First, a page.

What is the difference? Attachment is usually about the person who’s claiming to love someone. It is about their, wants, desires, needs, etc. Basically, with attachment, it is about someone putting their wishes for a relationship onto someone else, *regardless* of whether the person returns those same feelings or not.  For example, see the crazy black woman the commenter in the For Black Women Only FB page posted who was holding up a sign claiming to “love black men”. This is attachment at its best.

Black women like this, regardless of all evidence that supports the fact that black men are not that into you*,  lack the self-esteem, self-motivation and, yes, self-love to pick themselves up and find someone that loves them for who they are. Instead they’ve hooked their validation onto the hopes that these random black men who’ve done their best to tell them they ain’t interested will love them in return and validate them.

Because with a crazy scenario like this, these women are silently asking with signs like this and their unwavering knee jerk support, that the objects of their affection return their support and come out with signs of their own. They NEED to believe these men love them because they don’t feel worthy themselves. They’re begging for a response to affirm their existence and their worthiness as a human being.

https://www.psychologytoday.com/blog/sense-and-sensitivity/201202/is-it-love-or-attachment

http://www.newenglishreview.org/Thomas_J._Scheff/Genuine_Romantic_Love%3A_Attraction,_Attachment,_and_Attunement/

http://happyhealthyrelationship.com/difference-between-love-and-emotional-attachment/

http://www.myhealthylivingcoach.com/whats-the-difference-between-love-attachment-in-relationships/

I have noticed that many black women when talking about their relationships fall on the unhealthy side of the coin instead of healthy love. In fact the links above go in depth on the difference between love and attachment. Specifically the article from myhealthlivingcoach.com did a very good job explaining the difference between love and attachment that I see in many black women.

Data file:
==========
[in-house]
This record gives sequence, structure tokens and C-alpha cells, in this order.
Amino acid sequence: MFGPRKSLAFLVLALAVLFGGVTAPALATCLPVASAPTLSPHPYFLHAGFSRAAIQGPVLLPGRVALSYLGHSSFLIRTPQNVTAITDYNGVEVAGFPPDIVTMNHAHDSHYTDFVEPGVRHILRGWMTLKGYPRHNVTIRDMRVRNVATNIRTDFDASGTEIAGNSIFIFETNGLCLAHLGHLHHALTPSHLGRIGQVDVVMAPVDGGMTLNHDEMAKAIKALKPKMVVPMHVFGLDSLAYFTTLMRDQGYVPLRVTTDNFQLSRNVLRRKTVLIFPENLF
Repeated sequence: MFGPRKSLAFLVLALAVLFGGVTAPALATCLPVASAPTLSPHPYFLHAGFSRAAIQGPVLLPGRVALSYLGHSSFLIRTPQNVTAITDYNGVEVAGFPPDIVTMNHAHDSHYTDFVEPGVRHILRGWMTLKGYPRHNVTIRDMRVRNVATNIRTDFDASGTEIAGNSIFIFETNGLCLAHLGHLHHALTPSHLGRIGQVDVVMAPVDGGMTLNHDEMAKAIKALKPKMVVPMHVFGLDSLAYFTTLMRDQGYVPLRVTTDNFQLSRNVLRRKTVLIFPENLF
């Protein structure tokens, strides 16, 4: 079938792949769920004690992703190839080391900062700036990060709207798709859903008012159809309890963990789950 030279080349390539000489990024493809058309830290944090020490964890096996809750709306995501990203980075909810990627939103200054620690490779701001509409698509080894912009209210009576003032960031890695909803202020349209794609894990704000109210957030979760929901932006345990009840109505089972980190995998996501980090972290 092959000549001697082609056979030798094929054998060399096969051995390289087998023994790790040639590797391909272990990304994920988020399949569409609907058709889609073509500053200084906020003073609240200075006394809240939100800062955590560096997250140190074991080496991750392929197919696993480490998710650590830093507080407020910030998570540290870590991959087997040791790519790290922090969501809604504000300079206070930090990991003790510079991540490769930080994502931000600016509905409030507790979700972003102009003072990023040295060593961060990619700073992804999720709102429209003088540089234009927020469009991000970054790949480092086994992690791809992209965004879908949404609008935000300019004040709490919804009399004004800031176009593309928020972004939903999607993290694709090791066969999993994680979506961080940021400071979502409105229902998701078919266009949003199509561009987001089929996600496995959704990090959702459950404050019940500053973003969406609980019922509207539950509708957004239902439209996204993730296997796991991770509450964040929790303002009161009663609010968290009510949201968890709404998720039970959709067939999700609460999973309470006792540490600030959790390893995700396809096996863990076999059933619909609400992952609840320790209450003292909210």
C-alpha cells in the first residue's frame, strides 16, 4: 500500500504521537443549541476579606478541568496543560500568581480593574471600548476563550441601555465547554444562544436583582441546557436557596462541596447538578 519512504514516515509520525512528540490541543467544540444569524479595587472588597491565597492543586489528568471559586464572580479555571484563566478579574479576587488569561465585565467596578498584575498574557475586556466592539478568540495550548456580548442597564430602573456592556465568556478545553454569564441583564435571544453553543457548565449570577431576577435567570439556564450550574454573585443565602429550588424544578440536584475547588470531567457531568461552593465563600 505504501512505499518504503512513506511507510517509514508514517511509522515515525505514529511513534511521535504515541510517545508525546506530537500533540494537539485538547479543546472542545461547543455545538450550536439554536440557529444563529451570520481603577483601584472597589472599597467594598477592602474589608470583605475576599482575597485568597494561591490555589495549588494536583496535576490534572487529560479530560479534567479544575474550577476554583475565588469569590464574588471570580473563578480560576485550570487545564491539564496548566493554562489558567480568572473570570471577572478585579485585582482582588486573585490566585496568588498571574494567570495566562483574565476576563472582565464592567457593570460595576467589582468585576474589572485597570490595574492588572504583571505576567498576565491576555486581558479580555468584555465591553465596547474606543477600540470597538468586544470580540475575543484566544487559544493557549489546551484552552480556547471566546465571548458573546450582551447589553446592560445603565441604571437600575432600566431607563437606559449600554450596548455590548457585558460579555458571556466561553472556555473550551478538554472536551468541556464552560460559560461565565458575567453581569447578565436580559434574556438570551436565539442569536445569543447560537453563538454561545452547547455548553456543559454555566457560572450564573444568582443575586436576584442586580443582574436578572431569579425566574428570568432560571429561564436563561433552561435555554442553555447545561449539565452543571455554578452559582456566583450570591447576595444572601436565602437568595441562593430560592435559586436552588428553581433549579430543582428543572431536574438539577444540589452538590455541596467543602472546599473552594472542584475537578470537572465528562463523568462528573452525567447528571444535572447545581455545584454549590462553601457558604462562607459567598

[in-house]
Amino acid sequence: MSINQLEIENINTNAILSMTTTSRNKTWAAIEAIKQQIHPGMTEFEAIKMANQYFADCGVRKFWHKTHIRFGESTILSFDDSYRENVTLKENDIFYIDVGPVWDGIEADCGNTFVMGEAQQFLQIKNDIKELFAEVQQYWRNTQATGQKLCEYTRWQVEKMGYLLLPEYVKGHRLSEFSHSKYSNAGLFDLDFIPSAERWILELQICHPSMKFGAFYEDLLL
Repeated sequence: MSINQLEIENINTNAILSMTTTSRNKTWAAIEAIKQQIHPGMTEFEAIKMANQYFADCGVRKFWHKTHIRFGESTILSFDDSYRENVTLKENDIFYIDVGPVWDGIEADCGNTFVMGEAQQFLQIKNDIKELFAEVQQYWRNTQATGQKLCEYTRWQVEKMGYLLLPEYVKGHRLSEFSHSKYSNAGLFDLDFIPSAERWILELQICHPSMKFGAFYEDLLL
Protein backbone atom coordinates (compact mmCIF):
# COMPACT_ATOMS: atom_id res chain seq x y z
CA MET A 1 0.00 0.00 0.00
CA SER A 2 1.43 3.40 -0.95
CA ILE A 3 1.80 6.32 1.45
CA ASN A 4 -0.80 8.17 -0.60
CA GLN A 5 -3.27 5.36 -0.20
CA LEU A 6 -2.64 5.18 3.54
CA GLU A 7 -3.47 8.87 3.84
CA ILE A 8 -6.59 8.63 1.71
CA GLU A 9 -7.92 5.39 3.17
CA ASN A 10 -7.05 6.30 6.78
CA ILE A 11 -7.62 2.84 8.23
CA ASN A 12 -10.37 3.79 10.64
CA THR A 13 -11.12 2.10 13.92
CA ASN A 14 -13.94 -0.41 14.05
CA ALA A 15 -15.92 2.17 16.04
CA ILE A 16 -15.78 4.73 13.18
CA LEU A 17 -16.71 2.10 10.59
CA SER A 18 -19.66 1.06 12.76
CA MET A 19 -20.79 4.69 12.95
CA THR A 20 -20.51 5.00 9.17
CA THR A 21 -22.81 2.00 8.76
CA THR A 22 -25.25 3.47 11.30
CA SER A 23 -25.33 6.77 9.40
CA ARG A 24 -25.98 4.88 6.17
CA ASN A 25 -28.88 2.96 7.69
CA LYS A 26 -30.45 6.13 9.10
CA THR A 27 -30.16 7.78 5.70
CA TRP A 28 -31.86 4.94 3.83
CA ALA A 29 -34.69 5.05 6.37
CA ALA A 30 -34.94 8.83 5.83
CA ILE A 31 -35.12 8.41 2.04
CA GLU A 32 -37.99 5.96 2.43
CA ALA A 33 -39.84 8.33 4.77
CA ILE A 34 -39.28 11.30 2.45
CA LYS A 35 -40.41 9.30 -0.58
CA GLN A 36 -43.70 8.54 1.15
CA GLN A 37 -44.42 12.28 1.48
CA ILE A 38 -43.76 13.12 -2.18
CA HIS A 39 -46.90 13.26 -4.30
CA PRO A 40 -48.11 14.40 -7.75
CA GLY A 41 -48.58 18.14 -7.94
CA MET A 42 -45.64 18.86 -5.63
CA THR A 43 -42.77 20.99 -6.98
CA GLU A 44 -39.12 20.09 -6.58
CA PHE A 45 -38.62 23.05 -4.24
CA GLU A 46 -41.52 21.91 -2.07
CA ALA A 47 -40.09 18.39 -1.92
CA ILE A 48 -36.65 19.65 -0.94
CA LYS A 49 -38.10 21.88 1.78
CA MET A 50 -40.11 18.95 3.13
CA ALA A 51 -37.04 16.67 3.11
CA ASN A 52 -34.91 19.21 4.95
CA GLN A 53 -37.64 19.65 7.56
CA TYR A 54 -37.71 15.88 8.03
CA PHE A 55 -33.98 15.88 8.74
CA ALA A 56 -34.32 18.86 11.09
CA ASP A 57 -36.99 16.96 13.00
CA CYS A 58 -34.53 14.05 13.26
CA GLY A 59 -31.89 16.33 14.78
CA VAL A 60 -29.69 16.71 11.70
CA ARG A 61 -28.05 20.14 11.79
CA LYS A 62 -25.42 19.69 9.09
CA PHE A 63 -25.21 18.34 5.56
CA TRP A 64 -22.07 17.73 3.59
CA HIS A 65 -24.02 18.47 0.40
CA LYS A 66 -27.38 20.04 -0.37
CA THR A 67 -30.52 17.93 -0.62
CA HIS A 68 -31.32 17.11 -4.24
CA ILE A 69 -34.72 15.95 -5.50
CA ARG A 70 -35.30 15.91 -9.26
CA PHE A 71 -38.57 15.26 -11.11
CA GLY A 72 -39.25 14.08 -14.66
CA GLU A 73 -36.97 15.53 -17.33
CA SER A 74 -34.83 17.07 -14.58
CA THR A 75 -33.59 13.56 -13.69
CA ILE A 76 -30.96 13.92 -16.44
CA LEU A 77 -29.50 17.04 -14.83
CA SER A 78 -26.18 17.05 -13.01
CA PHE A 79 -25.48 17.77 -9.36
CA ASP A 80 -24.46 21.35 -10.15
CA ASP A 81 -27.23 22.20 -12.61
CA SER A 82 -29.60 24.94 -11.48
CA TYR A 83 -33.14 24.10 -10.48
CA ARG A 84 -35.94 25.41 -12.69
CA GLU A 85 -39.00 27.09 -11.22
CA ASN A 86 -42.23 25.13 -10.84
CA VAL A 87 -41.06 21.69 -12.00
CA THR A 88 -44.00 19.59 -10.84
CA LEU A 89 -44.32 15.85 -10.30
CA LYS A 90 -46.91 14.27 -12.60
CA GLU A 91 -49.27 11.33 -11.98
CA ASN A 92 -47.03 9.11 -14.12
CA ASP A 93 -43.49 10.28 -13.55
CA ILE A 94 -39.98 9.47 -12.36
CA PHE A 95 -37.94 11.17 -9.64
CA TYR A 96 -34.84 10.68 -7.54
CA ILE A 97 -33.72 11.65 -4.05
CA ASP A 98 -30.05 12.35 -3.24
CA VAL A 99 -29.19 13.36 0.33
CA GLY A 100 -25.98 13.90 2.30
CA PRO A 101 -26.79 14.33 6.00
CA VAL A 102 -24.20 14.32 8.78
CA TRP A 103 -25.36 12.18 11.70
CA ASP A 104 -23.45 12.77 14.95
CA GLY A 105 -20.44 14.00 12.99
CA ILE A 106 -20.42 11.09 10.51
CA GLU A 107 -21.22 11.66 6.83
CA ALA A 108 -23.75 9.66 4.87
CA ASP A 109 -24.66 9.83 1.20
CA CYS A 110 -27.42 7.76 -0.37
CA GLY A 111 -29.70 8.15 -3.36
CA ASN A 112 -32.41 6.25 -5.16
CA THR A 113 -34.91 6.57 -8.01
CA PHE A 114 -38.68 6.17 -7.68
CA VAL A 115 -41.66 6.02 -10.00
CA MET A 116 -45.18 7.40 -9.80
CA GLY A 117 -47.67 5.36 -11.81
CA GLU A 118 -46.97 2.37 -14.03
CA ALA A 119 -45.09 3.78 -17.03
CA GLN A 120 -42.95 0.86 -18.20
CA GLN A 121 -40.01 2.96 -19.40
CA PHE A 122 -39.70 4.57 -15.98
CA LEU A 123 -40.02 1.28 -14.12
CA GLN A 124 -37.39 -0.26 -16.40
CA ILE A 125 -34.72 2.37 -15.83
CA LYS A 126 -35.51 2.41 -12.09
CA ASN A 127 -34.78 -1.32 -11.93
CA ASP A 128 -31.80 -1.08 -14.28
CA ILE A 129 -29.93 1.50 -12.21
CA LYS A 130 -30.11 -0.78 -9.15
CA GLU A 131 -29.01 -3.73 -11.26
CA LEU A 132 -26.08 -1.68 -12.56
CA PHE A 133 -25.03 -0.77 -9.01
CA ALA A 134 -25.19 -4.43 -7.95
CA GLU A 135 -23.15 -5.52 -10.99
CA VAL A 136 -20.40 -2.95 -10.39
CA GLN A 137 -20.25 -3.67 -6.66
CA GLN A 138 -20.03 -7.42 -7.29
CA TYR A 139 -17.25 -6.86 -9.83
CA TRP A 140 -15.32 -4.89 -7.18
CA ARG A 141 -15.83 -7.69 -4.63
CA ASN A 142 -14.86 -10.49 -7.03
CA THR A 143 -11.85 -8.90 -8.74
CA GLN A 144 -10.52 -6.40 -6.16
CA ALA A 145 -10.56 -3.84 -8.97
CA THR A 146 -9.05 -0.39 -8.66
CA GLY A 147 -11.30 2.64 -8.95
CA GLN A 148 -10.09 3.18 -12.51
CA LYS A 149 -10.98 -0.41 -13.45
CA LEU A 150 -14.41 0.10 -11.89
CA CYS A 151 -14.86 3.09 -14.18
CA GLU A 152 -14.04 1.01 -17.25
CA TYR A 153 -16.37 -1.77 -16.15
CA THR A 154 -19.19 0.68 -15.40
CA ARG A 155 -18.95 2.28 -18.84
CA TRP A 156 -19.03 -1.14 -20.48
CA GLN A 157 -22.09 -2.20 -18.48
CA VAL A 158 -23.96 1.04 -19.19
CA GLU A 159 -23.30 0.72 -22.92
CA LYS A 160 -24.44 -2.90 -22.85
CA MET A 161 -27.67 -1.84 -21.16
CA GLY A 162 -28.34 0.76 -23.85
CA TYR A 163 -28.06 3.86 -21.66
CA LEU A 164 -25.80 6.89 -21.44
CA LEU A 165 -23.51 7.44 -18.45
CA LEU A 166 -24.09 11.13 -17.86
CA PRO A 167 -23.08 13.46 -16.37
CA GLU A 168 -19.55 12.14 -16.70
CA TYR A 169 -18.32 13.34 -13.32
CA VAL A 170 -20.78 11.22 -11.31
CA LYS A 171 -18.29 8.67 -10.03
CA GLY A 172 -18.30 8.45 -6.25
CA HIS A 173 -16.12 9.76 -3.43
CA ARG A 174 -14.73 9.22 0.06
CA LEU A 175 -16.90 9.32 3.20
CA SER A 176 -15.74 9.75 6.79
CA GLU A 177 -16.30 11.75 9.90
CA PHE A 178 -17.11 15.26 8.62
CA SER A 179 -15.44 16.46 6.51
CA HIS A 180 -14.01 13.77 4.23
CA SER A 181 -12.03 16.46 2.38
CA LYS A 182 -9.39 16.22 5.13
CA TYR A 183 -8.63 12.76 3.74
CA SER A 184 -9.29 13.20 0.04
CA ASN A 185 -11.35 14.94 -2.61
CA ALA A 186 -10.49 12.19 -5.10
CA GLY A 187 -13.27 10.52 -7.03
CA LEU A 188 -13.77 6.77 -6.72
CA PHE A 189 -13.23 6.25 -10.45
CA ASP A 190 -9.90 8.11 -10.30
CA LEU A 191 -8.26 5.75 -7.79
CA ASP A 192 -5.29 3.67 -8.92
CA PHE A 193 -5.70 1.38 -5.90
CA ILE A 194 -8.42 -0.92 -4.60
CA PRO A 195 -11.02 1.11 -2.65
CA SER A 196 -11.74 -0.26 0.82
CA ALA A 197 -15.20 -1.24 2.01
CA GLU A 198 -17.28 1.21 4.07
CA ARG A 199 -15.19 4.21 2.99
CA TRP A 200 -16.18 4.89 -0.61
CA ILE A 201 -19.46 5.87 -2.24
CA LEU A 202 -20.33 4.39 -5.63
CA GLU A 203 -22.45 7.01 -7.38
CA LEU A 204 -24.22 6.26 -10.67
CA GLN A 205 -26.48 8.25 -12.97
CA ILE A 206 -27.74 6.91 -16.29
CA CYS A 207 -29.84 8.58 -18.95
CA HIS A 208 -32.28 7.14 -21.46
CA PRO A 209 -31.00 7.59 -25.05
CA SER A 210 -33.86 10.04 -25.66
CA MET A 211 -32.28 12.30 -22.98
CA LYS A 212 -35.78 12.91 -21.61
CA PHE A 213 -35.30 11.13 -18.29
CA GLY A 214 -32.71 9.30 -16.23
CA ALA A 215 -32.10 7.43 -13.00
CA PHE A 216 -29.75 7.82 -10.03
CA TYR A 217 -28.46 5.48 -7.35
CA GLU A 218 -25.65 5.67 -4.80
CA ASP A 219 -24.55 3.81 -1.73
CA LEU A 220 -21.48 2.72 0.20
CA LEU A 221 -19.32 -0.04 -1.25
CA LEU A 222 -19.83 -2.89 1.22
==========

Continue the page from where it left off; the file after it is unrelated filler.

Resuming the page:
Of attachment they write:

But when attachment becomes dependency, it is no longer healthy. When people believe that they need other people or things to be happy, they are in danger of unhealthy attachment. Unhealthy attachment is a form of displacement and delusion. We come to believe that the source of our health and happiness is outside of ourselves. Then our identities and senses of self, our ability to feel pleasure, happiness, and other positive emotions becomes dependent on the words and actions of something outside of ourselves. When we believe that a person must remain in our lives or a situation must remain as it is for us to be happy and stable, regardless of whether the situation is actually healthy for us, then we are unhealthily attached.

Unhealthy attachment is a form of disconnection from self. We become so wrapped up in other people or things that we lose our connection to our own centers. A form of distortion clouds our perception, and we believe that our joy and essence stems from that external source – that someone can “make” us feel a certain way, and can take that feeling away. When we are attached, we give away our agency, our power, and our freedom.

You can tell you are probably attached when the idea of a relationship or situation ending makes you very uncomfortable and triggers primal fear. This is not the normal sadness that can happen when we imagine any good thing ending. Rather, attachment triggers irrational terror on a subtle level at the thought of the object of attachment leaving one’s life, which is related to the fight-or-flight sympathetic nervous system activation that happens whenever we perceive potential danger. This type of attachment and fear of loss can trigger all manner of unhealthy emotional states, including depression, anger, chronic stress, terror, jealousy and vengeance. It can cause us to do terrible things, from speaking cruel words because we feel hurt to martyring ourselves trying to make our partners stay with us. It is beyond logic, beyond sanity, and requires both vigilance and kindness to transform.

On a daily basis I these exact scenarios and it’s actually quite jarring. Not only is it jarring but I think in some cases it’s a symptom of some larger mental illness. So what is my point? I’m sure many of you are wondering that by now.

My point is that for black women looking to better their lives and move up and ahead it is absolutely critical to thoroughly consider the emotional entanglement you’re about to find yourself in. It is absolutely critical for black women to not only be strategic in who the align themselves but to also learn to love themselves. (or at the very least learn how to identify what love isn’t.) For some therapy might even need to be an option to free yourself from the baggage that many black women find themselves encumbered with. There’s nothing wrong with that.  And I think many will find that when they’ve taken care of issues such as self-esteem, self-love and self-worth all the other issues start to solve themselves.

Until Next Time,

Stay Neutral.